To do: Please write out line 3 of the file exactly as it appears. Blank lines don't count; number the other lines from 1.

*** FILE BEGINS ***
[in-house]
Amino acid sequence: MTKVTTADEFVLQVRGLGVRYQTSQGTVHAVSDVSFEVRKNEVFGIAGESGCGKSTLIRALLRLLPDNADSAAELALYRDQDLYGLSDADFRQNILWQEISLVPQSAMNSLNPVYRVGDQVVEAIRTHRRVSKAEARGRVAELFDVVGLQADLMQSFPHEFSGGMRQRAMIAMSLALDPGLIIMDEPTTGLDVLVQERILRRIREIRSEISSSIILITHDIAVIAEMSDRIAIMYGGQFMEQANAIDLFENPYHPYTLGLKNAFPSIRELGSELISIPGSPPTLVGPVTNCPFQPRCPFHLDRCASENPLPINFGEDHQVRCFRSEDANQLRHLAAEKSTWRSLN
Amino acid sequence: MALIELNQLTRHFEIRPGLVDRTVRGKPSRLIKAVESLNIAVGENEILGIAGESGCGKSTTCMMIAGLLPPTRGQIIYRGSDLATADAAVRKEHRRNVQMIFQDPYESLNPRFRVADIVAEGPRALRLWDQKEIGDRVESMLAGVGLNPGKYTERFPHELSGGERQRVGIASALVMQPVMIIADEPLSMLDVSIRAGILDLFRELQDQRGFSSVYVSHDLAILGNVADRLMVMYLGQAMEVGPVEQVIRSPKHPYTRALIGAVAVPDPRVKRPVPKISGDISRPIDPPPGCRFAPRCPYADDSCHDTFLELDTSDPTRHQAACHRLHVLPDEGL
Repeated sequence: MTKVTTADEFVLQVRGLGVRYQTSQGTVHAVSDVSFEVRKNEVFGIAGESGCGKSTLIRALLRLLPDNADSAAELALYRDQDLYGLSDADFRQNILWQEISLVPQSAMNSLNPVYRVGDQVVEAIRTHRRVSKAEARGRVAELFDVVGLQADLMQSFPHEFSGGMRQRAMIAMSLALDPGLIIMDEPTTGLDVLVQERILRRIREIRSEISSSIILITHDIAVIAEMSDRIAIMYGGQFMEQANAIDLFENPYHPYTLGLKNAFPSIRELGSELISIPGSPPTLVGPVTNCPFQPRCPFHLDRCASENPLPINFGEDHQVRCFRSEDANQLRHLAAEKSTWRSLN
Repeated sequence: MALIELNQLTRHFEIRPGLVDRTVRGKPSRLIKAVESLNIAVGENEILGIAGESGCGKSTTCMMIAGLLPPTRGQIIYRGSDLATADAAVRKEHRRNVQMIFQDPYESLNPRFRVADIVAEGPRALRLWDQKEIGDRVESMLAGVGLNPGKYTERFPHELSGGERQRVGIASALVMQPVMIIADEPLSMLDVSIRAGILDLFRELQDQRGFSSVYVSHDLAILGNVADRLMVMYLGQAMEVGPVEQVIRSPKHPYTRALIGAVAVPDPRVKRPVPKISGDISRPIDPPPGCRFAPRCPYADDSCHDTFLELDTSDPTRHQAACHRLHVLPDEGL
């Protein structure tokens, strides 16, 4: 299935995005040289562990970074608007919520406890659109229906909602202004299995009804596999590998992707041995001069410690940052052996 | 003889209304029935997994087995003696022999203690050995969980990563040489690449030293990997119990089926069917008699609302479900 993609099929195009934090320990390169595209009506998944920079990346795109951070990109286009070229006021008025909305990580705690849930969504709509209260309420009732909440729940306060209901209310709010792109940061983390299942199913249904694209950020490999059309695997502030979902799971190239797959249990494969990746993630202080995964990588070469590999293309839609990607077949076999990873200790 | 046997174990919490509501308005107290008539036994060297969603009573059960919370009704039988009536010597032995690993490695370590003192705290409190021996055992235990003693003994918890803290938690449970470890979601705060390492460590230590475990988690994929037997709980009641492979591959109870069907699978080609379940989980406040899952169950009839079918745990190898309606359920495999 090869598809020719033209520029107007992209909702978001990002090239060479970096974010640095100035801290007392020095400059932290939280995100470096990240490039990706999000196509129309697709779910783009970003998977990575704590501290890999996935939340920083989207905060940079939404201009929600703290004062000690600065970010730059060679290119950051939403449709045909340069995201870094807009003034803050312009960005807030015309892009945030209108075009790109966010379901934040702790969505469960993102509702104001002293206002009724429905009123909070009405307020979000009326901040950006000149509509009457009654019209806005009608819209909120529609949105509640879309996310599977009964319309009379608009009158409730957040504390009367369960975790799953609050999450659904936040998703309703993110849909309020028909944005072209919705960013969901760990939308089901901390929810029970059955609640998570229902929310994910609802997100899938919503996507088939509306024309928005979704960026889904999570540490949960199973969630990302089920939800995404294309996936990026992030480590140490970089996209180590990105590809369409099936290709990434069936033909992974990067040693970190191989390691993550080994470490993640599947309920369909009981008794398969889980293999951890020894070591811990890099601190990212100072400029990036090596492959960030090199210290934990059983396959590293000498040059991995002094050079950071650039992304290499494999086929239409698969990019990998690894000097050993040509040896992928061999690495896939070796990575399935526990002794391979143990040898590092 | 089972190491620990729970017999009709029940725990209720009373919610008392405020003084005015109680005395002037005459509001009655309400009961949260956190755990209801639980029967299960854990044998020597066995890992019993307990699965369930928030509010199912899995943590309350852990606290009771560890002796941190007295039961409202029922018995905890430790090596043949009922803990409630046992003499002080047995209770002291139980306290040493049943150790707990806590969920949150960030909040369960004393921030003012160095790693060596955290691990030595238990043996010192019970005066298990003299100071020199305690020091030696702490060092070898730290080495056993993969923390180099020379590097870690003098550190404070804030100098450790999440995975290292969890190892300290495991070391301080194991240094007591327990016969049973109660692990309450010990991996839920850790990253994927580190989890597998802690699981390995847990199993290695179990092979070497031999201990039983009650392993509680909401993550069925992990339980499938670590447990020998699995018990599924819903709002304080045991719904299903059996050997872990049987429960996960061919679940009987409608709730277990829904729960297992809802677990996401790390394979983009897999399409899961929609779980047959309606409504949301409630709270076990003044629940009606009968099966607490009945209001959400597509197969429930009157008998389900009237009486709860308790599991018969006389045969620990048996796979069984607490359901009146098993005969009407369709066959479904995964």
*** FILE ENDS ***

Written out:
Amino acid sequence: MALIELNQLTRHFEIRPGLVDRTVRGKPSRLIKAVESLNIAVGENEILGIAGESGCGKSTTCMMIAGLLPPTRGQIIYRGSDLATADAAVRKEHRRNVQMIFQDPYESLNPRFRVADIVAEGPRALRLWDQKEIGDRVESMLAGVGLNPGKYTERFPHELSGGERQRVGIASALVMQPVMIIADEPLSMLDVSIRAGILDLFRELQDQRGFSSVYVSHDLAILGNVADRLMVMYLGQAMEVGPVEQVIRSPKHPYTRALIGAVAVPDPRVKRPVPKISGDISRPIDPPPGCRFAPRCPYADDSCHDTFLELDTSDPTRHQAACHRLHVLPDEGL